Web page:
Most people spend a third of their life asleep. But what happens if you’re not getting all the sleep your body really needs?
One of the great mysteries is why we need sleep at all. Without it, even for a night, the body shows clear signs of stress. Zinc levels drop, vitamin C is used up at an alarming rate and when there is a chance to catch up on lost sleep we enter an intensive kind of sleep called Stage 1 REM (Rapid Eye Movement). Dreams could be the clue to what sleeping is all about. While westerners pay little heed to dreams one African tribe believe ‘real life’ is lived in dreams and daytime is the illusion.
Many scientists believe that dreaming is normal and that nutritional deficiency is one reason why poor or no dream recall can occur. In a survey at ION we found that more than 40% of people had no or very infrequent dream recall. When researching the signs and symptoms of vitamin B6 and zinc deficiency it was found that an alarming proportion of deficient people couldn't recall their dreams. After supplementing with B6 and zinc, often in doses as high as 1,000 mg of B6 and 100 mg of zinc, dream recall would return. If they took too much B6 and zinc dreams became too vivid and the person would wake up in the night.
But far more serious than dream recall, is insomnia. Most people at some time in their lives have experienced the frustration, restlessness and exhaustion that occurs when they either can’t get enough sleep or wake up too early and can’t get back to sleep. This is perhaps understandable at times of great stress or worry, but can also be affected by what you eat.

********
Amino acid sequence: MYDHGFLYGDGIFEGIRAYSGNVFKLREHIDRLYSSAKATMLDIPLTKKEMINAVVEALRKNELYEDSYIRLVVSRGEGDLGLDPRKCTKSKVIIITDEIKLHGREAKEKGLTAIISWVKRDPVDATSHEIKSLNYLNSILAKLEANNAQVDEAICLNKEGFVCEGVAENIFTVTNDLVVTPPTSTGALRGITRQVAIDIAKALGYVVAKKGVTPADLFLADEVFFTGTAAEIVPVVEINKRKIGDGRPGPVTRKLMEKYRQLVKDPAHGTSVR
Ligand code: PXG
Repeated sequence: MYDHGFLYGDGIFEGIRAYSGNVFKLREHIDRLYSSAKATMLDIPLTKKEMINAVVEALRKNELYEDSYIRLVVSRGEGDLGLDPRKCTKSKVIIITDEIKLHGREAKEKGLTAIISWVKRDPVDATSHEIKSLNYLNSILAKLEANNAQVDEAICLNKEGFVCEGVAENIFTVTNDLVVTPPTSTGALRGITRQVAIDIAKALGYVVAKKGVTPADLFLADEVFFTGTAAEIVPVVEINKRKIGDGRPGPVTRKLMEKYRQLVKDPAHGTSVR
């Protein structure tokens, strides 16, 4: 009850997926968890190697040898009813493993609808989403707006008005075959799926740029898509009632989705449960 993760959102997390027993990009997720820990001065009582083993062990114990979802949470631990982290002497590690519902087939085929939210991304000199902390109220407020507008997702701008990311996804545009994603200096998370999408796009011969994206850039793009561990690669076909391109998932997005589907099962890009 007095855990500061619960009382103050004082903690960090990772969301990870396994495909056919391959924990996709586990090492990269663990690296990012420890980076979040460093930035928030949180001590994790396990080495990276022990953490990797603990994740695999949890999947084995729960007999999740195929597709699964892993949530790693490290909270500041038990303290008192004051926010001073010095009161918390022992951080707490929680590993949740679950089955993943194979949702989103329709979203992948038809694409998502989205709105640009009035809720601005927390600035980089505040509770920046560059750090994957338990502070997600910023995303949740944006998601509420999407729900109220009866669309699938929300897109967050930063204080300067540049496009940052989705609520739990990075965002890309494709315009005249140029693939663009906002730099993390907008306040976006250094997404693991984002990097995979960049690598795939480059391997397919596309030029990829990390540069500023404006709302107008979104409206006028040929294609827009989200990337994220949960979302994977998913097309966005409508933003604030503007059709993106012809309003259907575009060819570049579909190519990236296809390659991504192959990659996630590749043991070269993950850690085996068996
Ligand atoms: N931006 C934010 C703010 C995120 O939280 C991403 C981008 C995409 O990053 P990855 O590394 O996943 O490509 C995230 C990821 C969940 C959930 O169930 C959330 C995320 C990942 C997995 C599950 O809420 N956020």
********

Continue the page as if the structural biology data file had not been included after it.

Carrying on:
The process of falling to sleep happens as a result of levels of the brain nerve-transmitter serotonin rising and levels of circulating adrenalin decreasing. Serotonin is partly made from the protein constituent tryptophan. Foods, like turkey for example, are particularly high in tryptophan, which may explain why everybody falls asleep after Thanksgiving dinner.
For some it is not so much the level of serotonin that is at fault but that they are over-stimulated and perhaps over-anxious. These are the “light sleepers” or even those that tend to wake up earlier than usual. Vitamin B6 and the minerals calcium and magnesium are nature’s tranquilizers. They calm down nerve activity and can help to give a better night’s sleep.
While foods like sesame seeds, almonds and green leafy vegetables are excellent sources of calcium and magnesium, just changing the diet is rarely effective in dealing with insomnia in the short term.
Stimulants like tea, coffee, sugar and chocolate can knock out the calming effects of these tranquilizing nutrients so they must be strictly avoided, especially in the evening. Instead drink herb teas, many of which have their own calming effect. Milk drinks may also be calming, but not if they contain chocolate. Interestingly, the coffee berry that surrounds the coffee bean is a relaxant while the bean is a stimulant, which illustrates how natural foods are often balanced and refined foods are not.
So here is how to fall asleep and stay asleep. Eat calcium and magnesium enriched foods and take supplements like B6 and Zinc. Lastly, remember to avoid all stimulants after 4pm.